Following the overwhelming focus on climate change, our gaze has now turned towards innovation solutions and investments. Regarding solutions, the (still-controversial) carbon capture and storage programs will become increasingly relevant. Other options will focus on carbon compensation. Nowadays, this mainly refers to reforestation, or –to a lesser extent- afforestation. Carbon removal technologies are still in a research-phase, but it is likely that these solutions will become progressively more important in the near future. In order to be scalable, they will require significant financial backing. It is important to keep in mind that these carbon dioxide removal technologies are in no way a fix-all solution. Instead, they serve as a complementary alternative to other green options. As such, they are definitely not an excuse to lessen our efforts on energy efficiency, renewables, emissions cuts, etc.


If the modern world is complicated and complex – as posited by Mr. Vladimir Putin to the attention of Greta Thunberg – time and patience are not a solution. There is a pressing need for an “urgent transition” in the financial system, which is why it is time to act now. This sense of urgency is similarly reflected in the title of the PRI’s global Paris summit in September 2019.

We no longer count the number of initiatives on, not only climate change, but also human rights, supply chain, corporate governance, etc. This impressive number is both positive and promising. However, the time for new initiatives may be behind us. Time has come to look at their results and to show what practical benefits they have brought us.

The same is true for so-called sustainable strategies. The time for merely cutting worst-in-class companies out of one’s portfolio is over. The search for ESG impact (and particularly positive impact) has been more pronounced than ever.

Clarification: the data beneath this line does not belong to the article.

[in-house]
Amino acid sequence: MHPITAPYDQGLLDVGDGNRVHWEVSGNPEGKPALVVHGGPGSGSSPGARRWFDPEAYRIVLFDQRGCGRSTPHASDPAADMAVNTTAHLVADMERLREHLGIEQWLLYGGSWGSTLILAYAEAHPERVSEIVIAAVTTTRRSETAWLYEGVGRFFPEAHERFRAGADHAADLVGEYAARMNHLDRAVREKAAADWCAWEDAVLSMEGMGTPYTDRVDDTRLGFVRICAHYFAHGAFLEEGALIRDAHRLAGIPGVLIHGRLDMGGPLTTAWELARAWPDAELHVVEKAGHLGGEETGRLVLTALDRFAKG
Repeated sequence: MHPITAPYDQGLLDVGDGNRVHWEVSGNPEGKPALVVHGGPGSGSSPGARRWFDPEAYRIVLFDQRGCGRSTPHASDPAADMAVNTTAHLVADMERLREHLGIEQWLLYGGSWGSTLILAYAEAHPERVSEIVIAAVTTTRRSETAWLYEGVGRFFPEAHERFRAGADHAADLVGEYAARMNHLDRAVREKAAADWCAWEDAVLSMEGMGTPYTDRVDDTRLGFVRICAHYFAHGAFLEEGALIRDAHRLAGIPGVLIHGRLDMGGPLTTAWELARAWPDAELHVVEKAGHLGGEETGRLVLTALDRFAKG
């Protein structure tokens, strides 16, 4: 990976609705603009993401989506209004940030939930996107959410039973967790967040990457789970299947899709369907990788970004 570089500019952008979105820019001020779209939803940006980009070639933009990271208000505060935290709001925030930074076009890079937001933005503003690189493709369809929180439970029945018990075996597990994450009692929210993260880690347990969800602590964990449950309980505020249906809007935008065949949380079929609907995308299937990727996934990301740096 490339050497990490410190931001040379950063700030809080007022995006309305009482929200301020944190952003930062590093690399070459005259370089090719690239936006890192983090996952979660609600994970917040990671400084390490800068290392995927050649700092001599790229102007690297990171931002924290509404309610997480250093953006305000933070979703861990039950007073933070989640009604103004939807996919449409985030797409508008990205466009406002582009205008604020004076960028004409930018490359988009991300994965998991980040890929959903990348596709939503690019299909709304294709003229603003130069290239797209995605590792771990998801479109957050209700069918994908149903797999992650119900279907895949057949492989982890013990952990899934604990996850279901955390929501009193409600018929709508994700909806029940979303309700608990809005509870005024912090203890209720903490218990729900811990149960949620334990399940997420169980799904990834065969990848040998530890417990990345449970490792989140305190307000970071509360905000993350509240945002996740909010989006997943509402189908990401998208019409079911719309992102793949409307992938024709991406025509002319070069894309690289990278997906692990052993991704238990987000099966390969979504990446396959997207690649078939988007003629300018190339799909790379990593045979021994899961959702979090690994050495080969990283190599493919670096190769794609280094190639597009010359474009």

This requires impact assessments and measurements which go beyond elementary reporting. Above all, it also requires a plethora of data. Investors are more knowledgeable about sustainability and responsible investments than ever before. Their approaches, methodologies and standards have grown ever more detailed and matured substantially. As a result, it remains crucial to solve the challenges of ESG data. ESG data providers are much more confrontational when it comes to the relevancy of their ratings, their engagement with companies and their predictive capabilities. This challenging attitude towards information is a positive evolution, as it promotes accurate data and ethical behaviour. As ESG disclosure eventually becomes a requirement for all companies – both financial and non-financial – it will be important to look at the evolution of the proposed standardized disclosure framework. The Global Reporting Initiative, the Sustainability Accounting Standards Board (SASB) framework, etc. could become the new norm. Consequently, investment professionals will likely have to familiarise themselves with these information frameworks.